Oct. 1 2021 08:00 AM

A small but growing number of tuberculosis cases in cattle have been linked to humans.

Lombard is a veterinary epidemiologist with UDSA’s Field Epidemiology Investigation Services and Patton is the assistant state veterinarian for the Wisconsin Department of Agriculture, Trade and Consumer Protection.

While control programs have been very successful, tuberculosis has not been eradicated from the U.S. dairy herd.

Bovine tuberculosis (Mycobacterium bovis, or bovine TB) has long been recognized to transmit between cattle and from cattle or cattle products to humans. However, the spread of TB from humans to animals is now under the microscope. As dairy producers, you already employ many biosecurity practices, but have you ever considered your employees, or even yourself, as a risk to your cows?

The COVID-19 pandemic has been a reminder to us all about the importance of human-to-animal transmission. Infected humans have been linked to SARS-CoV-2 virus infections in pets, zoo animals, and mink. Although TB is a bacterial disease and not a virus, it is another example of a zoonotic disease that can be transmitted between humans and animals.

Most people infected with TB have the human-adapted species, Mycobacterium tuberculosis or M. tb, but some people become infected with the bovine type, Mycobacterium bovis or M. bovis. These are the people most at risk of spreading the disease to cattle.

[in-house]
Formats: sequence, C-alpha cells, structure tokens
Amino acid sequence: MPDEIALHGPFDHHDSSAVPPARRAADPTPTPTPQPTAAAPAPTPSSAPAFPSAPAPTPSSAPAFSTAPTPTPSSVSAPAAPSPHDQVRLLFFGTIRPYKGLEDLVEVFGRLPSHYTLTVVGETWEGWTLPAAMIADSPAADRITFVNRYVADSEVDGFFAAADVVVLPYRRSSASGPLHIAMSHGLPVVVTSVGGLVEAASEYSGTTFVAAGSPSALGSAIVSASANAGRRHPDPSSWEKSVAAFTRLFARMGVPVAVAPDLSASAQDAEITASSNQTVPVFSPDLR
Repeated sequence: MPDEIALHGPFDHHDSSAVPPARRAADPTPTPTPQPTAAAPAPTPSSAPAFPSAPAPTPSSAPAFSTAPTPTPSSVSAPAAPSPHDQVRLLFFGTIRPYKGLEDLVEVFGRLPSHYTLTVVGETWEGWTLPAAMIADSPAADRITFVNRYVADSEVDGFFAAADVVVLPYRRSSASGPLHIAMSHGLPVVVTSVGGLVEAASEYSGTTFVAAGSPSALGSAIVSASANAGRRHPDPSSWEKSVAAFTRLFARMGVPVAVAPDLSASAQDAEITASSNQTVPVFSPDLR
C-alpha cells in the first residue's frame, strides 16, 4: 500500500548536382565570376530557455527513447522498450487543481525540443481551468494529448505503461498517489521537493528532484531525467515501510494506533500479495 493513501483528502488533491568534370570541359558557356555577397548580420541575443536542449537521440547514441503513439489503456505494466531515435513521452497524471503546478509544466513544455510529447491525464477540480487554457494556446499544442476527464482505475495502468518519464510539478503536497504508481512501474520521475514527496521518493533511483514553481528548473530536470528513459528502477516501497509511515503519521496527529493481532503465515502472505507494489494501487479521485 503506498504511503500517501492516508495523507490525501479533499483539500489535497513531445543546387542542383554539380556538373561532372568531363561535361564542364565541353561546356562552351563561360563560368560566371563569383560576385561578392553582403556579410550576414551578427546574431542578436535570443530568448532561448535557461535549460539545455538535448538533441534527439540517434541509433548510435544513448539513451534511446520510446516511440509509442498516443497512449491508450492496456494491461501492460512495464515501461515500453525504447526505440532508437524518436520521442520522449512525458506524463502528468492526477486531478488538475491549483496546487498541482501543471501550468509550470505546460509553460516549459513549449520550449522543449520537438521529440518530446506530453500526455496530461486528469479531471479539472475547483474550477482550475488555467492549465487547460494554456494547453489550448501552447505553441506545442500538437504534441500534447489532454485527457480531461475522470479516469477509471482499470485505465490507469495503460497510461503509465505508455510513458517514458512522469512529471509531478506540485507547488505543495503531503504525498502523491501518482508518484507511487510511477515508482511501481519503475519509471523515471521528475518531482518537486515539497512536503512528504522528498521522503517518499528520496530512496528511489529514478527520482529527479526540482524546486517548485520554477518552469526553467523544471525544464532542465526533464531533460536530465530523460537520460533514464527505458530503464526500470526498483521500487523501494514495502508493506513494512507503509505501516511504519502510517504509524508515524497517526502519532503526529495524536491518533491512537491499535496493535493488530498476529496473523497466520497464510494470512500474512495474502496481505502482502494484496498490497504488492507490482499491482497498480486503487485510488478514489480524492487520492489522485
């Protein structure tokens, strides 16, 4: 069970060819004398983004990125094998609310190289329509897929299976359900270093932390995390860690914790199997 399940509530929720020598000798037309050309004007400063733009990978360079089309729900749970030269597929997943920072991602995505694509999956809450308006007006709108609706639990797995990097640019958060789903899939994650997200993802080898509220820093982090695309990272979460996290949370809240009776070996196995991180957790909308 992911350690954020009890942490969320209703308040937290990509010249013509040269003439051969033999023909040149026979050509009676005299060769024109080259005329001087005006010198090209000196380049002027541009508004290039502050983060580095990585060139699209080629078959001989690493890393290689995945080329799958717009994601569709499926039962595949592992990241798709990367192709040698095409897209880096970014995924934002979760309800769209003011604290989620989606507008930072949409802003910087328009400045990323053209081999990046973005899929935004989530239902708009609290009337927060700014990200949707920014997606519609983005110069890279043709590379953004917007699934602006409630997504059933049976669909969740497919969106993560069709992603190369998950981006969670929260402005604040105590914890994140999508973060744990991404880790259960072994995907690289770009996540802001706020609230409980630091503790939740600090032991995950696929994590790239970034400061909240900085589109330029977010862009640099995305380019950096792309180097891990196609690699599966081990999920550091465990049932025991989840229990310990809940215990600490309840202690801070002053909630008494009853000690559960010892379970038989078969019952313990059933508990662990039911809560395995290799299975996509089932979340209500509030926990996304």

Historically, TB has most commonly been introduced to cattle herds through the movement of infected cattle or exposure to infected wildlife. No matter how it is introduced, once in a herd, M. bovis can cause severe economic and psychological stress to cattle owners.

Humans as the source

Although human-to-cattle transmission of TB has been speculated as a means of introducing TB into a herd for a long time, humans are now recognized as a potential risk. In fact, in the past decade, there have been more than 20 papers published worldwide describing human-to-cattle TB infection. In the U.S., however, there have only been two cases reported, and those papers were published more than 50 years ago and lacked solid laboratory confirmation of humans as the source of infection.

In a recent publication, three TB cases in cattle herds were reported in the U.S. (on.hoards.com/3TBcases) where all evidence points to humans as the source of infection. Advances in diagnostics and the use of genetic sequencing of bacteria to ‘fingerprint’ the specific strain of bacteria has modernized the way we are able to conduct investigations and link infections from other herds, wildlife, or human introductions of TB.